The 24th IASTED International Conference on
Parallel and Distributed Computing and Systems
November 12 – 14, 2012
Las Vegas, USA
The Why and How of Productive High-Performance Computing
High-performance computing so far suffers at least from two problems:
- At the architectural level two de-facto standards exist: OpenMP for shared-memory Systems and MPI for distributed architectures. But current systems are often a combination of both architecture types. The hybrid OpenMP/MPI is a beast not manageable by the average programmer.
- Programming interfaces such as MPI exist for two decades, they are however rather low-level and the resulting programming productivity is low. Same as high-level languages for sequential programming have beaten assembly lan-guage, we think it is high time to make the next step for HPC.
In the tutorial we give recommendations towards more productive high-performance computing. As examples, we present high-level Java concurrency concepts for process parallelism and give a hands-on introduction to Chapel, a next-generation PGAS language offering high-level abstractions. Finally we compare the main pro-gramming models used today and present productivity and performance figures from a recent study we have undertaken.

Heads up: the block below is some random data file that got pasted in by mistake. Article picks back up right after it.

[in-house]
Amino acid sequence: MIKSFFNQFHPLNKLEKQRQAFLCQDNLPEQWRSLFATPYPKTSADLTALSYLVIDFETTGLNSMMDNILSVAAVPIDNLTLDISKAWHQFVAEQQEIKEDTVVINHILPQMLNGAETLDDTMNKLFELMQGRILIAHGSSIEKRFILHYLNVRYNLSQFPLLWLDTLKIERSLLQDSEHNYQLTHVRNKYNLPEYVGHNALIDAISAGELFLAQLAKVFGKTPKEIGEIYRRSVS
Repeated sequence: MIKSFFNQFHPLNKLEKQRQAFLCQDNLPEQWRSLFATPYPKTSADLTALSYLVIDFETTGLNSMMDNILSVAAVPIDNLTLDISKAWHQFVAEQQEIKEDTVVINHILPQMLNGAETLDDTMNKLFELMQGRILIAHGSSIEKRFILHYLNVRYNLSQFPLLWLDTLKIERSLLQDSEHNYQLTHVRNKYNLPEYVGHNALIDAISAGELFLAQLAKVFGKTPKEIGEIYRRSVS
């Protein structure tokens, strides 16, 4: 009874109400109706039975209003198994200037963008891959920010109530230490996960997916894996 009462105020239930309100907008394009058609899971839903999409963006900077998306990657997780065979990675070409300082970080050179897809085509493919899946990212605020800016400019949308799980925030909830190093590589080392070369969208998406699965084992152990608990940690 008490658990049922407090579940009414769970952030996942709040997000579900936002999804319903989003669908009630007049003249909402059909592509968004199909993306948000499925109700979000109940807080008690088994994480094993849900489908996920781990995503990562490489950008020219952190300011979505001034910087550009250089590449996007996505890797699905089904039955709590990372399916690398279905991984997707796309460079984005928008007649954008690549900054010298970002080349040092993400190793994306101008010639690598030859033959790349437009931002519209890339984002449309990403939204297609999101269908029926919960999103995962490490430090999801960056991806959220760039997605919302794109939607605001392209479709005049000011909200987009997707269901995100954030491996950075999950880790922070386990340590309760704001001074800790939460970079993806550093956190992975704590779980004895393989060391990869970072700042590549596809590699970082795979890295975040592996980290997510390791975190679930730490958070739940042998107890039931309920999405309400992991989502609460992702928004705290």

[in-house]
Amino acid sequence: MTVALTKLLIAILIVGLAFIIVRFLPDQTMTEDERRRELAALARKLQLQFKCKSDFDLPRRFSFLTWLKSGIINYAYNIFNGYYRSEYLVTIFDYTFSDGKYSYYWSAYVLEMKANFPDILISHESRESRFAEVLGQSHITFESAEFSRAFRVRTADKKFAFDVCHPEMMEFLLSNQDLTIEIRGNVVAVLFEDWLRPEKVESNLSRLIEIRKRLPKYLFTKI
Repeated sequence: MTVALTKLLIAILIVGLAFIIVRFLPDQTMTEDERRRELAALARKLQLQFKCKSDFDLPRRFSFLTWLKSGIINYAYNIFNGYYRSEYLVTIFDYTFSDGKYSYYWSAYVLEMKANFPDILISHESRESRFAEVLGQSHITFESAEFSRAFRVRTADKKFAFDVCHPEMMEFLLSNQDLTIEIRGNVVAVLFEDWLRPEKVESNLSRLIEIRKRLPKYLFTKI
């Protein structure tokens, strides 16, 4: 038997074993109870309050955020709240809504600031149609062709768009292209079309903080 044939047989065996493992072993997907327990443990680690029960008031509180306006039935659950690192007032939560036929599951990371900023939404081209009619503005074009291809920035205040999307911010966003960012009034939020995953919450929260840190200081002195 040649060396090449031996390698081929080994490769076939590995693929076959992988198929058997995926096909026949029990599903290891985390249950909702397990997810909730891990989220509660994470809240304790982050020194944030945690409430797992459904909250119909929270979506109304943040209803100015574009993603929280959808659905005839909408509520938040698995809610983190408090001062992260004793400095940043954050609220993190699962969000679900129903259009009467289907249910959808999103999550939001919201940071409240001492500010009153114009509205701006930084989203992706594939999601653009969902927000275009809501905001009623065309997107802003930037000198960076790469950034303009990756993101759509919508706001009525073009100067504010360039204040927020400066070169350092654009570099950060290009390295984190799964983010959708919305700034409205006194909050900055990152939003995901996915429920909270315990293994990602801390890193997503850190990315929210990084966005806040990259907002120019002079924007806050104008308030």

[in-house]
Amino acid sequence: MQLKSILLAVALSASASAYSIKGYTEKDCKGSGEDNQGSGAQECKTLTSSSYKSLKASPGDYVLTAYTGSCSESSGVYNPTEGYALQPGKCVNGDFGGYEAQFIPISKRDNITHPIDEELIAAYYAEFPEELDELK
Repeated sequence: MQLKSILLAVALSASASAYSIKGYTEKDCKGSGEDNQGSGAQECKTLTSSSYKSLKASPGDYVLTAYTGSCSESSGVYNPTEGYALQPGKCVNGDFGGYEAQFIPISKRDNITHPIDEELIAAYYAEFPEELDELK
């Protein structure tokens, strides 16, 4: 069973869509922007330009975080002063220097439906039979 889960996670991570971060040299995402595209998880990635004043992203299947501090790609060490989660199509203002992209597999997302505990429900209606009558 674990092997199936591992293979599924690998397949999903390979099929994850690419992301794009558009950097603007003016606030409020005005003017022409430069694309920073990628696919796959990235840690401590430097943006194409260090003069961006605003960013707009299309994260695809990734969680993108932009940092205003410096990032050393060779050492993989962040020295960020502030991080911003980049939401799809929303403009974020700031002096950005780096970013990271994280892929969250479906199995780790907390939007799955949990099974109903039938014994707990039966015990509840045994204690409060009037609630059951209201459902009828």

- Understand the shortcomings of today’s HPC solutions.
- Become aware of the challenges of productive HPC programming issues.
- Get hands-on experience for high-level Java and Chapel.
- Compare current solutions with respect to productivity and performance.
Part 1: Current State of HPC and Problems to Overcome (15 min)
Part 2: Java Concurrency and its High-Level Constructs (45 min)
Part 3: The Partitioned Global Address Space Computing Challenge (15 min)
** Break (15 min)
Part 4: Hands-on Introduction to Chapel Language (45 min)
Part 5: How Can we Measure Productivity: The Stencil Example (30 min)
Part 6: Final Remarks; Questions and Answers; Discussion (15 min)
- Handouts of the presentation
- Sources of examples introduced
- Links to relevant public domain software and literature
Qualifications of the Instructor(s)
Helmar Burkhart received a diploma in computer science from the University of Stuttgart, Germany, and a PhD degree and Venia Legendi in computer science from the Swiss Federal Institute of Technology (ETH) Zurich, Switzerland. He is a computer science professor at the University of Basel, Switzerland. His research interests include high performance computing and he has been involved in many HPC software developments and applications. Burkhart has held successful tutorials at previous IASTED conferences and has been chair of PDCN Innsbruck for some time.